About 500 people have already evacuated from the Vanuatu island of Ambae, as the island's volcano continues to erupt.
The government's ordered the evacuation of 11,000 people as the volcano - Monaro Voui - smothers the island in ash and acid rain.
The head of the island's provincial government, Georgewin Garae, on Saturday said those who had left had done so on boats or planes they had chartered themselves.
But he said most of the rest were waiting for the government evacuation in evacuation centres, which will start in earnest on Sunday, as ferries start to arrive with food, water and other supplies
"They are inter-island ships which carry upwards of 100 to 150. They will make a number of trips to complete everybody on the island," he said.
Mr Garae said the volcano showed no sign of settling down. He said a large series of eruptions on Friday night frightened everyone on the island, and were the largest he'd ever heard.
The head of the province's disaster committee, Manuel Ure, said about 20 flights were scheduled to get people out on Saturday, carrying people to neighbouring islands.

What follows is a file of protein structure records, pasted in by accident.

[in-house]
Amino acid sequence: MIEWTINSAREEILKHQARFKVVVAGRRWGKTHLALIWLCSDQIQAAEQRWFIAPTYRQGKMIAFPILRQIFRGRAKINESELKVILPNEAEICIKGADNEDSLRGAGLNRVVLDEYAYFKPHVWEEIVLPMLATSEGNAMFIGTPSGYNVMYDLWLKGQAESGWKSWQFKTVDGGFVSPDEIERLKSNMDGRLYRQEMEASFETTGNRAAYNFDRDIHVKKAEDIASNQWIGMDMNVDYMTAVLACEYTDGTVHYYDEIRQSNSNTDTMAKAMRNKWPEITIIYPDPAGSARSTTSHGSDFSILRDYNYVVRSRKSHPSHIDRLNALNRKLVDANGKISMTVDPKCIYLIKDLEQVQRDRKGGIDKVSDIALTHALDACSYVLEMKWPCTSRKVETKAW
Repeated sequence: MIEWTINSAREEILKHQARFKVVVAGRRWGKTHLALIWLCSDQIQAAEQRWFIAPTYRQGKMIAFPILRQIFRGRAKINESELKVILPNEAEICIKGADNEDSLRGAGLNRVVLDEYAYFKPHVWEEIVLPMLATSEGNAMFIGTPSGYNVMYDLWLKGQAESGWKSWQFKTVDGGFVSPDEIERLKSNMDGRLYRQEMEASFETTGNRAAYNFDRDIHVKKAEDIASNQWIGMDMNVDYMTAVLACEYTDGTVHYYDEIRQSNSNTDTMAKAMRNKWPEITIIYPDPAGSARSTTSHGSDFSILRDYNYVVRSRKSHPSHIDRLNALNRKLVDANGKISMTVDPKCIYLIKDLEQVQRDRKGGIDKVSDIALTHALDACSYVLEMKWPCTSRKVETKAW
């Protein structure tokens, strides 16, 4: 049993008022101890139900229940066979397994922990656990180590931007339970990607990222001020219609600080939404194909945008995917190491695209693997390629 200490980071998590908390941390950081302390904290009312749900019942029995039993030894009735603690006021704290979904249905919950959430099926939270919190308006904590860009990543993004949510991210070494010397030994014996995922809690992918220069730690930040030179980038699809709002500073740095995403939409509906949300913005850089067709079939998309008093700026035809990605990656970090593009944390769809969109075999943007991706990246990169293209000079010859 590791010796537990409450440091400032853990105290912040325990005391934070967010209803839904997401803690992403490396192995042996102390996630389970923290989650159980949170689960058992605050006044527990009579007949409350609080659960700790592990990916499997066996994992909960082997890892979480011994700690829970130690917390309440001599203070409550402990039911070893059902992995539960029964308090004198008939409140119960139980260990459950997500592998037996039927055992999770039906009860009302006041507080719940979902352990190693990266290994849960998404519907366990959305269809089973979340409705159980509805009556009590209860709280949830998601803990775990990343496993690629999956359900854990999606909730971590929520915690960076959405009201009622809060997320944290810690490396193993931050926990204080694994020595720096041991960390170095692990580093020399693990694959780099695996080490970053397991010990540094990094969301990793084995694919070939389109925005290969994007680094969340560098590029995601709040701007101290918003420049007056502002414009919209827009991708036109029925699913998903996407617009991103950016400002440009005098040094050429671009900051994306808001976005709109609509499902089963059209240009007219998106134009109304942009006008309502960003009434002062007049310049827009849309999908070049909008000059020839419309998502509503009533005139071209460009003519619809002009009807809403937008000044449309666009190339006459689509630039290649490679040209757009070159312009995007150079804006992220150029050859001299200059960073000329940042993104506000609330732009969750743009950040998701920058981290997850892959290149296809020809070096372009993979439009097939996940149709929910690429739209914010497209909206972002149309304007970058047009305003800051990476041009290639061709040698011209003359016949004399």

Mr Ure said land had been made available on the nearby islands of Santo, Pentecost, Malekula and Maewo for the evacuees.
Mr Garae said the government had opened up land and had struck a deal with chiefs on neighbouring islands to house the evacuees.
Everyone on the western side of Ambae would go to the country's biggest island, Santo, mostly around the town of Luganville.
People on the east would be split between other islands; Maewo had agreed to take 1,125 evacuees, Pentecost would take more than 1,000, while Malekula would take several hundred, too.
The evacuees would be housed mostly in churches and nakamal meeting houses.
"Accommodation has been confirmed, but then there's a few other things like food and water to be sorted out," said Mr Garae.
Australia's government has deployed a navy ship to Vanuatu to help with the evacuation.
The foreign minister, Julie Bishop, said HMAS Choules left on Saturday, and was expected to reach Vanuatu in the middle of next week with specialists, supplies and landing craft on board.
Ms Bishop said a team of Australiam humanitarian and military experts were due in Vanuatu on Saturday.
She said the government also had planes, helicopters, engineering equipment and personnel on standby to help.